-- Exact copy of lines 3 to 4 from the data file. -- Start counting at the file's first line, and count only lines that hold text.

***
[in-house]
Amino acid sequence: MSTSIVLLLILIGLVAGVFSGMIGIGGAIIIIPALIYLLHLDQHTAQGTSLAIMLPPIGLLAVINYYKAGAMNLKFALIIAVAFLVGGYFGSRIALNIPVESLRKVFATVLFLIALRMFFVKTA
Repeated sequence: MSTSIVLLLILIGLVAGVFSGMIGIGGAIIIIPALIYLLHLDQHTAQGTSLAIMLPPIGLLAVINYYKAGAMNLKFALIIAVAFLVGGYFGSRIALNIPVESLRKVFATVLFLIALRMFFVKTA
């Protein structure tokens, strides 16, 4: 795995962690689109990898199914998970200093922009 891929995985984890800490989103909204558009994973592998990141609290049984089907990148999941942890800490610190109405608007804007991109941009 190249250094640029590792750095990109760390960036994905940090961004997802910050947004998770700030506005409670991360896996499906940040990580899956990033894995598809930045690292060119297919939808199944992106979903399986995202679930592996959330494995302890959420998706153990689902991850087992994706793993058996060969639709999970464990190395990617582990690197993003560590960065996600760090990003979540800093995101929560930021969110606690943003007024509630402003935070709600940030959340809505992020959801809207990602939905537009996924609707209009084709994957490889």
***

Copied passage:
Repeated sequence: MSTSIVLLLILIGLVAGVFSGMIGIGGAIIIIPALIYLLHLDQHTAQGTSLAIMLPPIGLLAVINYYKAGAMNLKFALIIAVAFLVGGYFGSRIALNIPVESLRKVFATVLFLIALRMFFVKTA
């Protein structure tokens, strides 16, 4: 795995962690689109990898199914998970200093922009 891929995985984890800490989103909204558009994973592998990141609290049984089907990148999941942890800490610190109405608007804007991109941009 190249250094640029590792750095990109760390960036994905940090961004997802910050947004998770700030506005409670991360896996499906940040990580899956990033894995598809930045690292060119297919939808199944992106979903399986995202679930592996959330494995302890959420998706153990689902991850087992994706793993058996060969639709999970464990190395990617582990690197993003560590960065996600760090990003979540800093995101929560930021969110606690943003007024509630402003935070709600940030959340809505992020959801809207990602939905537009996924609707209009084709994957490889």